A light-emitting diode (LED) is a two-lead semiconductor light source. It is a pn-junction diode, which emits light when activated.When a suitable voltage is applied to the leads, electrons are able to recombine with electron holes within the device, releasing energy in the form of photons. This effect is called electroluminescence, and the color of the light (corresponding to the energy of the photon) is determined by the energy band gap of the semiconductor.
In 1962, Nick Holonyack, a consulting engineer for General Electric Company, invented the first visible light LED. It was a red LED and Holonyack had used gallium arsenide phosphide as a substrate for the diode.
Holonyack has earned the honor of being called the "Father of the light emitting diode" for his contribution to the technology. He also holds 41 patents and his other inventions include the laser diode and the first light dimmer.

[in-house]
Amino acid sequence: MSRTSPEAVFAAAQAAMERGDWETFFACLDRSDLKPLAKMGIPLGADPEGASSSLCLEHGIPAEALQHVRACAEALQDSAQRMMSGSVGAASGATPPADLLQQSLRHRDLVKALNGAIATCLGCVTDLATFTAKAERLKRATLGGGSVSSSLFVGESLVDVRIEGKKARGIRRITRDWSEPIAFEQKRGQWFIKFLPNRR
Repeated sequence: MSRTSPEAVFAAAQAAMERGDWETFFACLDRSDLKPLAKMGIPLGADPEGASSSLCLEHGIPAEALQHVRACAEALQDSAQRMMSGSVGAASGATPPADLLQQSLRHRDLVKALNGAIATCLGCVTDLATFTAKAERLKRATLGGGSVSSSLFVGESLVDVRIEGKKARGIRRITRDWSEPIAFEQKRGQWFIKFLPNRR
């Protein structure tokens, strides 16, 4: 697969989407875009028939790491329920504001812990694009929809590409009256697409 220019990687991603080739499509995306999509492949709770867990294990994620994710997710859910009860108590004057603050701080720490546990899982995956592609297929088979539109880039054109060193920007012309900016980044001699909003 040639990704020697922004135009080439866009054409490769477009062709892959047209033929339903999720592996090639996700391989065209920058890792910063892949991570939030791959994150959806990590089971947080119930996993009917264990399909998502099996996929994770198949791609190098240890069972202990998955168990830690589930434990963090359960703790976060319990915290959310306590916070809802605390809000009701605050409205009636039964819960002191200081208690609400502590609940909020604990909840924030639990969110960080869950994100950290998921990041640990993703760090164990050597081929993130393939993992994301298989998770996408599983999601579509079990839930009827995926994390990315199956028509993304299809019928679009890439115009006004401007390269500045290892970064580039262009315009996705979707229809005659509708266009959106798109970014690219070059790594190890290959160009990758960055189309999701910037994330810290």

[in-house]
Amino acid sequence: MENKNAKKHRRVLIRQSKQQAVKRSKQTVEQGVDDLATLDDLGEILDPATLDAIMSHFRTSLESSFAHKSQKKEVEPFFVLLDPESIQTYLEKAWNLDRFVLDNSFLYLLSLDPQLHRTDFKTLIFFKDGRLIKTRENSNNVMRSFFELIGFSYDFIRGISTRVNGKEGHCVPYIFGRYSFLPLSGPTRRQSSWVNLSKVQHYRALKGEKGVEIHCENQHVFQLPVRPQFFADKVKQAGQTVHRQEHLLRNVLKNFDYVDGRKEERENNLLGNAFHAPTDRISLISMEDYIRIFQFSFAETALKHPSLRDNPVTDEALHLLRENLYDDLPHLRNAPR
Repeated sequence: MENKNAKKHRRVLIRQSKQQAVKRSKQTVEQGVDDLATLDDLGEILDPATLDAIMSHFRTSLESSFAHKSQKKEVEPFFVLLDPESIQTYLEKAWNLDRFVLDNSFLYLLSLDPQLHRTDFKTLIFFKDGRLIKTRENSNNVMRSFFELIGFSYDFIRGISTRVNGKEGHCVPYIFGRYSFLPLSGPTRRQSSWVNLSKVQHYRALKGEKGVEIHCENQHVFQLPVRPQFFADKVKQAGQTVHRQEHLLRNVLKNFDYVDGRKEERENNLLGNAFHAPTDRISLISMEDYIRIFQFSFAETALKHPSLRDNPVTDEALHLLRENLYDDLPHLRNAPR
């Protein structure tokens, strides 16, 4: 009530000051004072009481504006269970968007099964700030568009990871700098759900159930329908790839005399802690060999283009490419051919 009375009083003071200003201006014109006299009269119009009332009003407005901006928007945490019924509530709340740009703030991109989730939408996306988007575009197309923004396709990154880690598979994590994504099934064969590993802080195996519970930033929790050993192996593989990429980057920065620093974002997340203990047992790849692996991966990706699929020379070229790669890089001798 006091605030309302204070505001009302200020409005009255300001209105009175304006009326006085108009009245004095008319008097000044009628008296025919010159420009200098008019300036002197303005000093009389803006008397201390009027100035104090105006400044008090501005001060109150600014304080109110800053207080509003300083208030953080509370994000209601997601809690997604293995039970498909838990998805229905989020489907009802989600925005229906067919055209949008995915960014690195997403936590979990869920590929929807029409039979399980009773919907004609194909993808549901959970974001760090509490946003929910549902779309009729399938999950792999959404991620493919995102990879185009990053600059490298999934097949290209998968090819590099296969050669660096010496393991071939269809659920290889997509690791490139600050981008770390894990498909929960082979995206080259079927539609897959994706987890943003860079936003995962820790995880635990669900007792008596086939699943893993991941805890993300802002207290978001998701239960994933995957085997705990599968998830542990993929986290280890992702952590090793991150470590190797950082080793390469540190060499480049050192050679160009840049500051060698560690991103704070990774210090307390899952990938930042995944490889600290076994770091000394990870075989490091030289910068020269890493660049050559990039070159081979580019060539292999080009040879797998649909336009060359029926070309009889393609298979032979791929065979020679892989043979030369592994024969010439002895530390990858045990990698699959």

Holonyak first reported his LED in the journal Applied Physics Letters on the December 1, 1962.M. George Craford,a former graduate student of Holonyak, invented the first yellow LED and improved the brightness of red and red-orange LEDs by a factor of ten in 1972.In 1976, T. P. Pearsall created the first high-brightness, high-efficiency LEDs for optical fiber telecommunications by inventing new semiconductor materials specifically adapted to optical fiber transmission wavelengths.